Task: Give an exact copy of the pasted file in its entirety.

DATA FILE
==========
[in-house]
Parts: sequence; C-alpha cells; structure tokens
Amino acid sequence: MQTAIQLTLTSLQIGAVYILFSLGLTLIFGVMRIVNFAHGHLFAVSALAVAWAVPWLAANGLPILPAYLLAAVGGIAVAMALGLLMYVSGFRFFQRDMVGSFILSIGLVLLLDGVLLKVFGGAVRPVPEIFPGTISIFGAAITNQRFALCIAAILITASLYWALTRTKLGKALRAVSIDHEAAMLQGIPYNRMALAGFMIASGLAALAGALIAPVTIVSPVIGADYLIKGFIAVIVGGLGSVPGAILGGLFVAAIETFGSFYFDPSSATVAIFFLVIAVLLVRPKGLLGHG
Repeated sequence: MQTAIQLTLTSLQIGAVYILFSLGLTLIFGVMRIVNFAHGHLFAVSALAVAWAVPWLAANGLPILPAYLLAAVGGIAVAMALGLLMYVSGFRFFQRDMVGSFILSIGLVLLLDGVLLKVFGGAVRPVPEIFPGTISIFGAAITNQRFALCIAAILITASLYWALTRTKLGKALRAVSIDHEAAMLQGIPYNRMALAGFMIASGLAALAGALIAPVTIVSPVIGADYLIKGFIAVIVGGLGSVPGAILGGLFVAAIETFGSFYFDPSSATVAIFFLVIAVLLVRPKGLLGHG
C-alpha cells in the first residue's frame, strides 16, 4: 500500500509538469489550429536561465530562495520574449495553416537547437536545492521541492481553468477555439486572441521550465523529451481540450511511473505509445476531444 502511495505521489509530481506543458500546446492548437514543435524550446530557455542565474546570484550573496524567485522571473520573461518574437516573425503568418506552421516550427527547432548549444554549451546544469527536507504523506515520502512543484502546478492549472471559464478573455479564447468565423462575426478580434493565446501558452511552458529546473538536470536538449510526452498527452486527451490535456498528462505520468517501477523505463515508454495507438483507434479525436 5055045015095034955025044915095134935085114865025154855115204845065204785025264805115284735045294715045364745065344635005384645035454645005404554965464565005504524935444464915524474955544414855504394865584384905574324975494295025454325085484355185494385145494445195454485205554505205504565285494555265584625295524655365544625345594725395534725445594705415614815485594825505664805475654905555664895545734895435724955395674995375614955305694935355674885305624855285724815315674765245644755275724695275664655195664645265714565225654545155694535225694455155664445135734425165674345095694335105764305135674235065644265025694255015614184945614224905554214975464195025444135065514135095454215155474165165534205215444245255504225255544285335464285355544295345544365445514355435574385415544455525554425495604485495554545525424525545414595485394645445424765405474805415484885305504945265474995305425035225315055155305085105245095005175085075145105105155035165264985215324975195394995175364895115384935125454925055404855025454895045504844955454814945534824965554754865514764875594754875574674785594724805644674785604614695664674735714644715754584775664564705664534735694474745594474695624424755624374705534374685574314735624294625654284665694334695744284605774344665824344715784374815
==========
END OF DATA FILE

[in-house]
Parts: sequence; C-alpha cells; structure tokens
Amino acid sequence: MQTAIQLTLTSLQIGAVYILFSLGLTLIFGVMRIVNFAHGHLFAVSALAVAWAVPWLAANGLPILPAYLLAAVGGIAVAMALGLLMYVSGFRFFQRDMVGSFILSIGLVLLLDGVLLKVFGGAVRPVPEIFPGTISIFGAAITNQRFALCIAAILITASLYWALTRTKLGKALRAVSIDHEAAMLQGIPYNRMALAGFMIASGLAALAGALIAPVTIVSPVIGADYLIKGFIAVIVGGLGSVPGAILGGLFVAAIETFGSFYFDPSSATVAIFFLVIAVLLVRPKGLLGHG
Repeated sequence: MQTAIQLTLTSLQIGAVYILFSLGLTLIFGVMRIVNFAHGHLFAVSALAVAWAVPWLAANGLPILPAYLLAAVGGIAVAMALGLLMYVSGFRFFQRDMVGSFILSIGLVLLLDGVLLKVFGGAVRPVPEIFPGTISIFGAAITNQRFALCIAAILITASLYWALTRTKLGKALRAVSIDHEAAMLQGIPYNRMALAGFMIASGLAALAGALIAPVTIVSPVIGADYLIKGFIAVIVGGLGSVPGAILGGLFVAAIETFGSFYFDPSSATVAIFFLVIAVLLVRPKGLLGHG
C-alpha cells in the first residue's frame, strides 16, 4: 500500500509538469489550429536561465530562495520574449495553416537547437536545492521541492481553468477555439486572441521550465523529451481540450511511473505509445476531444 502511495505521489509530481506543458500546446492548437514543435524550446530557455542565474546570484550573496524567485522571473520573461518574437516573425503568418506552421516550427527547432548549444554549451546544469527536507504523506515520502512543484502546478492549472471559464478573455479564447468565423462575426478580434493565446501558452511552458529546473538536470536538449510526452498527452486527451490535456498528462505520468517501477523505463515508454495507438483507434479525436 5055045015095034955025044915095134935085114865025154855115204845065204785025264805115284735045294715045364745065344635005384645035454645005404554965464565005504524935444464915524474955544414855504394865584384905574324975494295025454325085484355185494385145494445195454485205554505205504565285494555265584625295524655365544625345594725395534725445594705415614815485594825505664805475654905555664895545734895435724955395674995375614955305694935355674885305624855285724815315674765245644755275724695275664655195664645265714565225654545155694535225694455155664445135734425165674345095694335105764305135674235065644265025694255015614184945614224905554214975464195025444135065514135095454215155474165165534205215444245255504225255544285335464285355544295345544365445514355435574385415544455525554425495604485495554545525424525545414595485394645445424765405474805415484885305504945265474995305425035225315055155305085105245095005175085075145105105155035165264985215324975195394995175364895115384935125454925055404855025454895045504844955454814945534824965554754865514764875594754875574674785594724805644674785604614695664674735714644715754584775664564705664534735694474745594474695624424755624374705534374685574314735624294625654284665694334695744284605774344665824344715784374815